Missing sailboat found safe by good Samaritan fishing vessel

KODIAK, Alaska - The Coast Guard is searching for the 36-foot sailing vessel Eagle Borne in the northern Gulf of Alaska and Prince William Sound May 20, 2011. This is a photo of the vessel provided by the family. U.S. Coast Guard photo courtesy of the Heins family.

Coast Guard photo courtesy of the Heins family.

ANCHORAGE, Alaska – Through the vigilance of a fishing vessel crew, the Eagle Borne, a 36-foot blue-hulled wooden sailing vessel, was found safe in Macloed Harbor off of Montague Island Friday.

A concerned relative notified the Coast Guard at 11 a.m. that Grady, 24, and Spencer Heins, 20, had not pulled into Yakutat or Cordova according to their intended float plan. The reporting source indicated the Heins brothers might have been delayed due to bad weather in the area.

The Coast Guard launched a Coast Guard Air Station Kodiak-based HC-130 Hercules aircraft crew to search for the two men and issued and urgent marine information broadcast asking mariners in area to be vigilant and report any information about the Eagle Borne to the Coast Guard.

The fishing vessel crew who spotted the missing sailboat, checked on the Heins brothers and then relayed to their employer that the brothers were safe and avoiding bad weather. The fishing vessel employer called and alerted the Coast Guard about the brothers at 4:05 p.m.

“With the remote environment we deal with in Alaska the Coast Guard relies heavily on the attentiveness the mariners have for each other in cases like today’s,” said Petty Officer 1st Class David Lebrecht, 17th District Command Center search and rescue controller. “When mariners respond to our urgent marine information broadcasts it saves resource time to assist others in peril.”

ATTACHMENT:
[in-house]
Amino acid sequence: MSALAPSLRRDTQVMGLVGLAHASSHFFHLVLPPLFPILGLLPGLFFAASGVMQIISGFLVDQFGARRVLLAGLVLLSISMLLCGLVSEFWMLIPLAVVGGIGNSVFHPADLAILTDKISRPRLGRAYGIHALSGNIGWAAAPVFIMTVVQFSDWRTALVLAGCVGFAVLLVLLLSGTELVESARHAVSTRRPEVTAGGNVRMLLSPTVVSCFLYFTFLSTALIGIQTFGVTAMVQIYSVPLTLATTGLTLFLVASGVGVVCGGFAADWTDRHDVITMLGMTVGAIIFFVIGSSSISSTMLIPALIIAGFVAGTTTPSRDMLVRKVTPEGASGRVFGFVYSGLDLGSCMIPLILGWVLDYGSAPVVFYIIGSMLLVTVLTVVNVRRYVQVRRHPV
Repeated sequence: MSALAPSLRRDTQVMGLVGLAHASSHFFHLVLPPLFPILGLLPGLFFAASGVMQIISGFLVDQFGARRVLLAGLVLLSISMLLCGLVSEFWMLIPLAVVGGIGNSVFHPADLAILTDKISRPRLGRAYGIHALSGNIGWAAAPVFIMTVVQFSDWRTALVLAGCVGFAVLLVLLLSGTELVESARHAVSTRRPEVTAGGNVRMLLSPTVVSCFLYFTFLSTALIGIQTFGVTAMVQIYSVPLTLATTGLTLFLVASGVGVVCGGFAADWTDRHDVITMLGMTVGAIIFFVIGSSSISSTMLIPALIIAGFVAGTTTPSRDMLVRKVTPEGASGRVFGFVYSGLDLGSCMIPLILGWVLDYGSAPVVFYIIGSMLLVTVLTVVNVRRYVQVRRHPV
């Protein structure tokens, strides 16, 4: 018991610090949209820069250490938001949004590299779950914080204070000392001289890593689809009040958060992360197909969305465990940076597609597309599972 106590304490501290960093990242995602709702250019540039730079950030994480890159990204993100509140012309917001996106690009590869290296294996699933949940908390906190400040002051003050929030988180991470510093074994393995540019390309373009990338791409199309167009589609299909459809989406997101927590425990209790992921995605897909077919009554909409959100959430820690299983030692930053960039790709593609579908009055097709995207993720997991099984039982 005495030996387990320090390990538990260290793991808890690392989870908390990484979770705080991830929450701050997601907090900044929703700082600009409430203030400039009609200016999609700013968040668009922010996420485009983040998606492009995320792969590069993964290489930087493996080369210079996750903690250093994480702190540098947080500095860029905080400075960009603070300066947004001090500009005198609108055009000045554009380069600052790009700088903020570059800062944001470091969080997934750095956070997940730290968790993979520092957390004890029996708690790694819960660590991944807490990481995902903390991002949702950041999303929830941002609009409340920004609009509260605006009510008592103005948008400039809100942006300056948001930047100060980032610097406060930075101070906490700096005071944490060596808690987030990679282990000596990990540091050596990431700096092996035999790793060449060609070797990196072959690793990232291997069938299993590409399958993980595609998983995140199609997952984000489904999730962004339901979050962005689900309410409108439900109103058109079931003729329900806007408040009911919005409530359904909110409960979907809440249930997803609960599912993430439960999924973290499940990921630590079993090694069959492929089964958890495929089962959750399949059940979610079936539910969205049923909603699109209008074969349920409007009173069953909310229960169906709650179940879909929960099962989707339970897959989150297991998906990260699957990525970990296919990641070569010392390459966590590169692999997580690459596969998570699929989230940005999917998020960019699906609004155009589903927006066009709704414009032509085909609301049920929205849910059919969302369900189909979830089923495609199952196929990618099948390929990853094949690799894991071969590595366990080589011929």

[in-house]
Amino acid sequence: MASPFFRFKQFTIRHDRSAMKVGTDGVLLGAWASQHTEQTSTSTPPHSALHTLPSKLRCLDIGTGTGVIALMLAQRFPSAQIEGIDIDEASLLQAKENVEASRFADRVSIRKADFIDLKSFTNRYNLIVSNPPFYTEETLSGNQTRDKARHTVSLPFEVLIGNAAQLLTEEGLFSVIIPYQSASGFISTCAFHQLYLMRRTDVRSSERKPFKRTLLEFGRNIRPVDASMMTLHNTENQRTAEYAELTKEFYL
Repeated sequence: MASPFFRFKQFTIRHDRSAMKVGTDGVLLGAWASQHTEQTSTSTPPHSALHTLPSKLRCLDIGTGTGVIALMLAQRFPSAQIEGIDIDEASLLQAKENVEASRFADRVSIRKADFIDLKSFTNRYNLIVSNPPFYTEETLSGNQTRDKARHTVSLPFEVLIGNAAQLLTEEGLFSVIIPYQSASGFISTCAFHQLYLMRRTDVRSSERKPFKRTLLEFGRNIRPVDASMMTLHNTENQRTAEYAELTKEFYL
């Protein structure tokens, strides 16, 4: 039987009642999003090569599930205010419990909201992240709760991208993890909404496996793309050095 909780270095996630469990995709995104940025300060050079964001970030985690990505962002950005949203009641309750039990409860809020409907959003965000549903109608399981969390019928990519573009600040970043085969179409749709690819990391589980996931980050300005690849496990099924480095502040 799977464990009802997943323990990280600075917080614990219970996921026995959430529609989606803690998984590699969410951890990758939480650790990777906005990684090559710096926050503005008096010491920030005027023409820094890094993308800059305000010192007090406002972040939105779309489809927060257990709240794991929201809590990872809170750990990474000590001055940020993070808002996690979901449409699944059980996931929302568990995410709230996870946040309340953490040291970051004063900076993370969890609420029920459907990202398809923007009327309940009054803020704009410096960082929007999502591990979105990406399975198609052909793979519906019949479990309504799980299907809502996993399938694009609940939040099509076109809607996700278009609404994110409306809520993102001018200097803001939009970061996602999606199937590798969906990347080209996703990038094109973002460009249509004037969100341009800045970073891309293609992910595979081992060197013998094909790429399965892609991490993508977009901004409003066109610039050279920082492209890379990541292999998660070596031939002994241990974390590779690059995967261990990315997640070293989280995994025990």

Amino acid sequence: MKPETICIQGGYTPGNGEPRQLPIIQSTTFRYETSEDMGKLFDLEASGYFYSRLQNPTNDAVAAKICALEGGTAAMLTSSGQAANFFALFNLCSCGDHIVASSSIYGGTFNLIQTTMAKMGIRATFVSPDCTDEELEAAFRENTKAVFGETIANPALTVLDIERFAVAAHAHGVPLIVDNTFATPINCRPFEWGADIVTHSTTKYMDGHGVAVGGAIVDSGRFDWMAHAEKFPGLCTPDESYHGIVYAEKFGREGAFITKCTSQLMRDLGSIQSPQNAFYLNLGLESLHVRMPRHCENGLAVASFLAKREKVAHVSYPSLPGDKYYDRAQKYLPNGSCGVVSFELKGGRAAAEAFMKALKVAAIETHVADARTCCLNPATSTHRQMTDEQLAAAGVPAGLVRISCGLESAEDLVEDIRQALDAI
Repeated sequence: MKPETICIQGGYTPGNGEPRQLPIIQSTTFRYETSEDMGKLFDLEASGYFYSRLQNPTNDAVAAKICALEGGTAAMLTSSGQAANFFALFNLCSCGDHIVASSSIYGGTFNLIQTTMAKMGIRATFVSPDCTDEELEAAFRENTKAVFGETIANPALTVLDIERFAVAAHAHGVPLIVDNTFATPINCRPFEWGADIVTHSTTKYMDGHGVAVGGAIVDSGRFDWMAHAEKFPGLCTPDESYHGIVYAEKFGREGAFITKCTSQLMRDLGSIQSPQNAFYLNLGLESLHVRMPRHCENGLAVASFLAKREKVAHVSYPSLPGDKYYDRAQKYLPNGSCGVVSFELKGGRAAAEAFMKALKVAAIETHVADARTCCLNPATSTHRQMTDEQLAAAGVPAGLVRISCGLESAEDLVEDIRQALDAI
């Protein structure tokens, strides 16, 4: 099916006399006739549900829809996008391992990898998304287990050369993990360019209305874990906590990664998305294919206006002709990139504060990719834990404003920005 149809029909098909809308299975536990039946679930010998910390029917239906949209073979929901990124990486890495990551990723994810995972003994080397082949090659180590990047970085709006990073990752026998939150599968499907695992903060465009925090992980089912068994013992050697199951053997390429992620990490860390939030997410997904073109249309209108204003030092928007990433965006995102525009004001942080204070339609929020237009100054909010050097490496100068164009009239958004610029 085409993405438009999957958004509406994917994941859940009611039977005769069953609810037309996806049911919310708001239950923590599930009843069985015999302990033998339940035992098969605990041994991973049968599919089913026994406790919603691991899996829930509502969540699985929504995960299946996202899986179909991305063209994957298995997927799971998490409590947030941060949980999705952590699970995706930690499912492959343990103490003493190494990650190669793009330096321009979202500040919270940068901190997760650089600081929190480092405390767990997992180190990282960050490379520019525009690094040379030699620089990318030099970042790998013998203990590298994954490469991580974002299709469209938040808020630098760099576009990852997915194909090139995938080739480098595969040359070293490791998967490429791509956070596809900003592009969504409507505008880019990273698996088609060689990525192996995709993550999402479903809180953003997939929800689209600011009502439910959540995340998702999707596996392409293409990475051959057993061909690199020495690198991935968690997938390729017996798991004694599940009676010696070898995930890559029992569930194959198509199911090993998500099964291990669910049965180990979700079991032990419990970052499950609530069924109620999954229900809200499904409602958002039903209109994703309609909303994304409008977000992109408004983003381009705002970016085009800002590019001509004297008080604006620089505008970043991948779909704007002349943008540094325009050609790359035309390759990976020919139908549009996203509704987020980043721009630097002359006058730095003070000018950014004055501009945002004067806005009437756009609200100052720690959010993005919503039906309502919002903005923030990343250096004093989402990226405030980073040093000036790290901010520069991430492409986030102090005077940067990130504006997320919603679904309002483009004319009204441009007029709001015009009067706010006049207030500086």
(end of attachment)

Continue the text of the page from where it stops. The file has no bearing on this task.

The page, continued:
As warmer weather begins to sweep across Alaska, the Coast Guard reminds all boaters to be prepared for emergencies by ensuring that they have proper safety equipment like a VHF marine radio, an emergency position indicating radio beacon, lifejackets, flares, fire extinguishers and all boaters should file a float plan.

A float plan outlines a boater’s itinerary by writing down times and locations of departure and expected arrivals, number and ages of people aboard, health concerns, equipment, the vessel’s description and much more.A float plan should be given to family, friends and the harbormaster. The responsible party in charge of your float plan should be instructed to contact the closest Coast Guard station in the event you do not return as expected.

Many search and rescue cases could be resolved quickly if boaters would use float plans. Voyages are often delayed due to weather. A plan allows Coast Guard personnel to narrow search areas and potentially find boaters faster. Once the boater is found, Coast Guard personnel can render assistance or advise family members you are delayed but safe.

The Heins brothers anticipate resuming their voyage to Juneau on Saturday.

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